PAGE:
Big Ten Network Focusing on VOD

Sep 14, 2008  •  Post A Comment

Now that it has finally scored carriage deals with most major cable operators, the year-old Big Ten Network is turning its attention to video-on-demand and other forms of new media.
Since VOD was an important selling point to Comcast, which broke the Big Ten cable logjam by signing on in June, football Saturdays are very busy at the network’s Chicago headquarters.
In addition to producing as many as five games each weekend, Big Ten Network is providing Comcast and other cable operators with 70 pieces of video-on-demand content each week, mostly clips from games and coaches’ shows, as well as full-length programs, that are quickly processed, turned around and made available to subscribers on-demand the day after they air.
If there’s a big game, like last year’s stunning upset of Michigan by Appalachian State, Comcast has the right to make a replay available on-demand, even if the contest first aired on ABC or ESPN, which also have rights to some Big Ten events.
Big Ten Network President Mark Silverman said the network’s VOD output exceeded what any other channel makes available to operators. It also is providing the VOD content in both high-definition and standard-definition formats.
Since the Big Ten owns 51% of the network (Fox Cable Networks Group owns the rest), “We have complete new-media rights, as well as television rights,” Mr. Silverman said.
He plans to expand aggressively into broadband and mobile. In essence, the network is helping to set the conference’s new-media strategy at a time when sports rights are becoming increasingly valuable as viewing of other types of programming becomes fragmented and devalued by the effect of digital video recorders.
“This isn’t just a TV network,” Mr. Silverman said.
Still, the network is doing much better on TV than it did last year, when it traded nasty comments with cable operators over which party was responsible when fans couldn’t watch their favorite Big Ten teams play.
Now, with the new cable carriage—in addition to Comcast, the Big Ten Network added Time Warner Cable, Charter and Mediacom just before the start of the football season—distribution is up by 30% from last year in the eight-state region where the conference has schools.
Viewership is up 2½ to three times for football games, as best Nielsen can figure it out so far, Mr. Silverman said.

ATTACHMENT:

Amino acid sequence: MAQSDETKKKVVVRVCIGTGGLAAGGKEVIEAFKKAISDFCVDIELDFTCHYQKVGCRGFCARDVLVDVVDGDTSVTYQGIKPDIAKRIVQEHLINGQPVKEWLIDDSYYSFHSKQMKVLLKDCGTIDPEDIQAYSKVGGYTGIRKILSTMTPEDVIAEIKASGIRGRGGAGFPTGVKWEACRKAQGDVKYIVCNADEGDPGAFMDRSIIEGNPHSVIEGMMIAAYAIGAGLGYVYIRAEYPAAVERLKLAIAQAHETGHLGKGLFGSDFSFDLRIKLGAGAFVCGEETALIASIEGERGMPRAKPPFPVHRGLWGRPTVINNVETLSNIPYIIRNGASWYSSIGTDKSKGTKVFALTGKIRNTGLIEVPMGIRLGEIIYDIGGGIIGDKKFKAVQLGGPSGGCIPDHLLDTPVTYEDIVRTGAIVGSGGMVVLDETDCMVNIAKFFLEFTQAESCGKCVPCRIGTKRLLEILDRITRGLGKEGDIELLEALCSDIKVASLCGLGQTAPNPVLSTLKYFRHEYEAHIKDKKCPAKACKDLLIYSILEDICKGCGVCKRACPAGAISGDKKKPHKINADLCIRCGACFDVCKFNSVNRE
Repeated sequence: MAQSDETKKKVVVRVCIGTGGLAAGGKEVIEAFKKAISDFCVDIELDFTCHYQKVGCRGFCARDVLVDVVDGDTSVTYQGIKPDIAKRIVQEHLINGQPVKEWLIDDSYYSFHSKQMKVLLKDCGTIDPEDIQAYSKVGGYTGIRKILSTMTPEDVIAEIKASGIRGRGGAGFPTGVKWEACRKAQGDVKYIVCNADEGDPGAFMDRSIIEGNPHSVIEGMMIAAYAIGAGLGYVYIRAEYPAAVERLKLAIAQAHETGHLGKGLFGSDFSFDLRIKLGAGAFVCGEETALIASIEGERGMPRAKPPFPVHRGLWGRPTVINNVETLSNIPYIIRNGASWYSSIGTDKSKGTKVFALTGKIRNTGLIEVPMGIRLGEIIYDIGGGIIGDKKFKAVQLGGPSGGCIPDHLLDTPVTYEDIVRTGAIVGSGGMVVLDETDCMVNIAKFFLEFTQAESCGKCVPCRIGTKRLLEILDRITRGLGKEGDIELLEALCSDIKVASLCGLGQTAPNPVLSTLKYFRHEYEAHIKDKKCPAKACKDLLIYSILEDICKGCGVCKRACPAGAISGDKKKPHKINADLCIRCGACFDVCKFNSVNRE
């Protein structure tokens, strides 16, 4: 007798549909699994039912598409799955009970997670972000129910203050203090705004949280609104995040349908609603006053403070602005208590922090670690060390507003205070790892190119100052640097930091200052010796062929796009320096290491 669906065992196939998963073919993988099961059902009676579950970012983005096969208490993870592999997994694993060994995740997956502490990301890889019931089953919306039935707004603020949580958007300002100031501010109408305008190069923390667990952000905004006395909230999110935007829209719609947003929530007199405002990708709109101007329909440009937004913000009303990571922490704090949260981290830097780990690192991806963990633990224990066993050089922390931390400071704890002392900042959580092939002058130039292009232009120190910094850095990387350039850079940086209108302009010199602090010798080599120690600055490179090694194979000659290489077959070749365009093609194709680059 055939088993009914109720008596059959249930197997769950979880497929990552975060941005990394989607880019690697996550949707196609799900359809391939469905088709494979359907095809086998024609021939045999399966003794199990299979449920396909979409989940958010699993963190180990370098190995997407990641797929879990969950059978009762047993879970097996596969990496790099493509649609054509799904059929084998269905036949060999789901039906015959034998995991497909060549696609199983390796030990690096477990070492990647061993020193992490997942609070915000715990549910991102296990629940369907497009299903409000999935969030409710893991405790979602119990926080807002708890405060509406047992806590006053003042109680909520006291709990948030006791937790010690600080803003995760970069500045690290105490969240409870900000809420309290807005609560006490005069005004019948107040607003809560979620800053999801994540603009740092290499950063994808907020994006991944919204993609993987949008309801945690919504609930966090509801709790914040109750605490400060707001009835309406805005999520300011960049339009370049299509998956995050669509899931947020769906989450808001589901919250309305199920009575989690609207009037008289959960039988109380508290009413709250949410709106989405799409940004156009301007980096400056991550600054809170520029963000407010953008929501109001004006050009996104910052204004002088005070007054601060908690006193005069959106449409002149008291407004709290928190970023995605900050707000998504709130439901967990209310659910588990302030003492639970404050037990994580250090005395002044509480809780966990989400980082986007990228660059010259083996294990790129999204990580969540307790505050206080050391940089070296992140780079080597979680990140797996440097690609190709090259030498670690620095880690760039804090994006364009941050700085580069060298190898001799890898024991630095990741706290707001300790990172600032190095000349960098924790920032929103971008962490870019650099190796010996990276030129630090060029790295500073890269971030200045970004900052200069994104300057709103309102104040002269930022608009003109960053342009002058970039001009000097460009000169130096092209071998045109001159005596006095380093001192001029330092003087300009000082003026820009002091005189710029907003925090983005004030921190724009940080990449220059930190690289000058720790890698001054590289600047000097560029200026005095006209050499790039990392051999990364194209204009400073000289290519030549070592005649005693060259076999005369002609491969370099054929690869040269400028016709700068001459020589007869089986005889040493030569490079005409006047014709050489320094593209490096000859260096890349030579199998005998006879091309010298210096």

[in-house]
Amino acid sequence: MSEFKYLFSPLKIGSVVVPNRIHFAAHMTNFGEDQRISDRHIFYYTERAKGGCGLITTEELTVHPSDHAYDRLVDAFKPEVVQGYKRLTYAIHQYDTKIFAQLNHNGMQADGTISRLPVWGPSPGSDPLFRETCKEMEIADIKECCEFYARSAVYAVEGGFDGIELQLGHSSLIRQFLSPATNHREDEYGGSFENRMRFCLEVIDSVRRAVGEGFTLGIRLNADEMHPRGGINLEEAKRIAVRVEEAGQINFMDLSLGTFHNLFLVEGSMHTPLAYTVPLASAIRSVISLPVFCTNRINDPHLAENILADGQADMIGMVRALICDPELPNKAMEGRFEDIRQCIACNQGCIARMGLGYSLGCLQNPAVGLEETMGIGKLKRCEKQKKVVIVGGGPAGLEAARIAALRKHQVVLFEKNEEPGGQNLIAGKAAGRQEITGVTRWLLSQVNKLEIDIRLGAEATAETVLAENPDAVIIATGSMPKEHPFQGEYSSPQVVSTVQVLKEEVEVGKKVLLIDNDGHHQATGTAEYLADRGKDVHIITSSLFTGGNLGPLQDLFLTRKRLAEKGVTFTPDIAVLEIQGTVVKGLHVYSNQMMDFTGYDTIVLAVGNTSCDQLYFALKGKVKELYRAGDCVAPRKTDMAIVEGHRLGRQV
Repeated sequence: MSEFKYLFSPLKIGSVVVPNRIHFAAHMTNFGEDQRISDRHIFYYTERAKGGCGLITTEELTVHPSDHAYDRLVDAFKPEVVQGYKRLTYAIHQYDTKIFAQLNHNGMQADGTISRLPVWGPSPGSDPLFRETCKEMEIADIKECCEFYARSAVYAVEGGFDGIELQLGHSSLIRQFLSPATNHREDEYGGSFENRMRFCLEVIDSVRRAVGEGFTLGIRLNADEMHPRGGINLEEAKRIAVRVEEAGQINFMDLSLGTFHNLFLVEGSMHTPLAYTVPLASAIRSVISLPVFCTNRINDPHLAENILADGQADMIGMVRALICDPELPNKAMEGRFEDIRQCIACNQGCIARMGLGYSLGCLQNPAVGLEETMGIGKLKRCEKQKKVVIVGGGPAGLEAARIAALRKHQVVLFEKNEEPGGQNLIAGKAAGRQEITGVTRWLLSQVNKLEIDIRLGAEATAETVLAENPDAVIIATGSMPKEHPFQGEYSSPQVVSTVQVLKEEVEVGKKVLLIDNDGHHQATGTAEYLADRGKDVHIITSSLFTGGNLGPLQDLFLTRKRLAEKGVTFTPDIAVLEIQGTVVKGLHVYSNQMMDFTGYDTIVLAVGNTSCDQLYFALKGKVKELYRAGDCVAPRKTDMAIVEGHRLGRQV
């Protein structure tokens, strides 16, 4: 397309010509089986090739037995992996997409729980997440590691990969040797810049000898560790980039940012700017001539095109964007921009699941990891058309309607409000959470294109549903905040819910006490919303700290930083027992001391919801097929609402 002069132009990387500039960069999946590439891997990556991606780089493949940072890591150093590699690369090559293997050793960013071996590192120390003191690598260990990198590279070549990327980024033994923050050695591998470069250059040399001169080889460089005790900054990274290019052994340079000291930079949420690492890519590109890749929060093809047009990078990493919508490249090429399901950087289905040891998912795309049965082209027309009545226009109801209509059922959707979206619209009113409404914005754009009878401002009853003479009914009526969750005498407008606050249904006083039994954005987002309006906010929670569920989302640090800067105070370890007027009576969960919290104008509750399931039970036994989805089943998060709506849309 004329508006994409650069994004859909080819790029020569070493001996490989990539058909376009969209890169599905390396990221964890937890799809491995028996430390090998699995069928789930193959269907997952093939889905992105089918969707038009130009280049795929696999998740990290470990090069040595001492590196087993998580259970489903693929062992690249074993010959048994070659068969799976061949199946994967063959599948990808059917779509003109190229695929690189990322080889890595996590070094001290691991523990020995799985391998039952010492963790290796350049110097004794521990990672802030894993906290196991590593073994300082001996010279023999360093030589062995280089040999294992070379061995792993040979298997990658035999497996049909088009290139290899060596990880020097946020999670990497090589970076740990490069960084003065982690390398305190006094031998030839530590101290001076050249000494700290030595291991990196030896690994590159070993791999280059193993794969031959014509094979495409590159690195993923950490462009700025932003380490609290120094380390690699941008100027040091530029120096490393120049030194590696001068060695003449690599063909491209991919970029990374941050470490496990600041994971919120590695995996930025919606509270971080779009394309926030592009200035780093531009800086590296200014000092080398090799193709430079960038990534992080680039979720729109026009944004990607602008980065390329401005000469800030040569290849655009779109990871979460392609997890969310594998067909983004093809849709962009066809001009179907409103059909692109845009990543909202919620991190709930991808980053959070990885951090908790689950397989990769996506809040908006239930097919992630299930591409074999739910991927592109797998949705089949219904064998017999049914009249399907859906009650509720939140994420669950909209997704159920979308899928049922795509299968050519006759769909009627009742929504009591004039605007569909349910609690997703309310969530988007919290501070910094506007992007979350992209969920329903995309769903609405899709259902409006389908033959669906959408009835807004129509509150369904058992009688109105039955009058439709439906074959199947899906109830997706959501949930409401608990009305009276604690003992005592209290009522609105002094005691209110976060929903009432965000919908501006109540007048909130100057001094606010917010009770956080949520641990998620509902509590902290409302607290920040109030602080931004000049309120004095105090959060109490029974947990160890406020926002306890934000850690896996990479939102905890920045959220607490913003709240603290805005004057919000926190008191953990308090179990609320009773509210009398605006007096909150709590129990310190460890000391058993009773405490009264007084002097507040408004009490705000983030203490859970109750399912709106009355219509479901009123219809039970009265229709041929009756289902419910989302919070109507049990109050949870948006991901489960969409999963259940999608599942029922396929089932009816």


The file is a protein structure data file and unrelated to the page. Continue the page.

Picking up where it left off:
During the first Saturday of the football season, 35,000 people went to the “Game Finder” tool on the network’s Web site to find out what channel Big Ten games were on. (The network has no idea yet how many subscribers are getting the network outside of its footprint, where operators have the option to put it on any tier they choose—or not carry it at all.)
In addition to new subscription revenue, ad revenue will be up. The network based its sales on the idea that two of three of its cable deals that went down to the last minute would be completed. With all three deals getting done, the network is over-delivering on its guarantees to advertisers.
New advertisers this season include Nissan.
Big Ten Network also sees better ad opportunities on VOD because of the way it turns around content so quickly. Most VOD ads are attached to the content by the network, which sends it to the cable operator monthly, giving the ads little urgency. But because Big Ten is posting fresh content every week, advertisers who want to highlight specials and sales can get their messages up and down efficiently, said Michael Calderon, director of new media at the network.
Big Ten soft-launched its new VOD content on Comcast Aug. 28. The user numbers are just starting to come in from Rentrak, which tracks video-on-demand, he said.
Big Ten is customizing its VOD offerings by creating individual folders for each of its 11 member colleges.
Some operators may opt to provide only the Ohio State folder to its subscribers in Ohio, but many Comcast systems are planning to make all 11 folders available under the Big Ten Network heading in the VOD menu, according to Mr. Silverman.
In its first year, with most subscribers watching via satellite, VOD wasn’t a big deal.
Beginning with basketball season, Big Ten Network plans to begin streaming 100 sporting events—including hoops, softball, baseball and wrestling—over the next 12 months, up from 10 in its first year.
Those 100 games will be produced on a much cheaper basis than the 400 it will produce for broadcast, mostly in high definition. Web production costs are about 10% of broadcast because of the use of less expensive talent, fewer cameras and other savings, he said.
Games on broadband will be offered free, supported by advertising. Each Webcast may have a relatively small viewership, but aggregate them and you get a decent, enthusiastic audience that should be attractive to advertisers, Mr. Silverman said.
He said one challenge facing the network was doing too much too soon, while maintaining a level of quality.
He doesn’t plan to begin offering a mobile service until next football season. Talks are ongoing with providers, he said.
Mr. Silverman said that as a new network, Big Ten isn’t as concerned about getting all of its viewers in one place at one time, the way traditional broadcast networks did. It’s embracing the new multiplatform way that programming in general and sports content in particular is being distributed.
“We’re happy to jump in with both feet,” he said.


  1. I watvched the Penn State-Indiana game on the Big 10 Network on Saturday, November 15, 2008 at 12:00 PM EST. One of the ads was for a home based business opportunity. Unfortunately I did not get the name of the business opportunity and all I got of their email address was http://www.35...
    At your earliest convenience, could you please email me the company name and their full email address so I can check them out. I would greatly appreciate it.
    Besdt regards,
    Ed Ludwick

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